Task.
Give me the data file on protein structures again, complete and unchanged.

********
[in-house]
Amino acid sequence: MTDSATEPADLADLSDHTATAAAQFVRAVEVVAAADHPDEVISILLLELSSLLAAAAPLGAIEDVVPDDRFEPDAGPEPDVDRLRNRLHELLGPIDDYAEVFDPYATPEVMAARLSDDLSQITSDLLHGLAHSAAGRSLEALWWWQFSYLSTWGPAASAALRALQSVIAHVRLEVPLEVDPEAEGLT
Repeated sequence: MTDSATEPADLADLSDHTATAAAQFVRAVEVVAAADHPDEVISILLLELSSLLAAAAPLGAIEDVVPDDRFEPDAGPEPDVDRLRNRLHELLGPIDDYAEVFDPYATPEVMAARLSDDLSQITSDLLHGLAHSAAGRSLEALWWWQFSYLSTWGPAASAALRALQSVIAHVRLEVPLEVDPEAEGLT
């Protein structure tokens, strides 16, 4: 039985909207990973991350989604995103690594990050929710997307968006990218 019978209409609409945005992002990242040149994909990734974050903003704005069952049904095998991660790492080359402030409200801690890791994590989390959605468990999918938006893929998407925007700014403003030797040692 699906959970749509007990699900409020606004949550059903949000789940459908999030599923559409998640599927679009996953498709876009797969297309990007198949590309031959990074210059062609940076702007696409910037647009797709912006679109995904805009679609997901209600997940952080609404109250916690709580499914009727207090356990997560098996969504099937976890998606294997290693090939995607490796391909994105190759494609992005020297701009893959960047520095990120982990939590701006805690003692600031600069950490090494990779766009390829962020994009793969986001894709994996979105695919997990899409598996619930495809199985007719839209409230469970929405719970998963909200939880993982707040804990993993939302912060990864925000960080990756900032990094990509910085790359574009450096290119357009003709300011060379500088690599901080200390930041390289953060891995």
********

[in-house]
Amino acid sequence: MTDSATEPADLADLSDHTATAAAQFVRAVEVVAAADHPDEVISILLLELSSLLAAAAPLGAIEDVVPDDRFEPDAGPEPDVDRLRNRLHELLGPIDDYAEVFDPYATPEVMAARLSDDLSQITSDLLHGLAHSAAGRSLEALWWWQFSYLSTWGPAASAALRALQSVIAHVRLEVPLEVDPEAEGLT
Repeated sequence: MTDSATEPADLADLSDHTATAAAQFVRAVEVVAAADHPDEVISILLLELSSLLAAAAPLGAIEDVVPDDRFEPDAGPEPDVDRLRNRLHELLGPIDDYAEVFDPYATPEVMAARLSDDLSQITSDLLHGLAHSAAGRSLEALWWWQFSYLSTWGPAASAALRALQSVIAHVRLEVPLEVDPEAEGLT
């Protein structure tokens, strides 16, 4: 039985909207990973991350989604995103690594990050929710997307968006990218 019978209409609409945005992002990242040149994909990734974050903003704005069952049904095998991660790492080359402030409200801690890791994590989390959605468990999918938006893929998407925007700014403003030797040692 699906959970749509007990699900409020606004949550059903949000789940459908999030599923559409998640599927679009996953498709876009797969297309990007198949590309031959990074210059062609940076702007696409910037647009797709912006679109995904805009679609997901209600997940952080609404109250916690709580499914009727207090356990997560098996969504099937976890998606294997290693090939995607490796391909994105190759494609992005020297701009893959960047520095990120982990939590701006805690003692600031600069950490090494990779766009390829962020994009793969986001894709994996979105695919997990899409598996619930495809199985007719839209409230469970929405719970998963909200939880993982707040804990993993939302912060990864925000960080990756900032990094990509910085790359574009450096290119357009003709300011060379500088690599901080200390930041390289953060891995």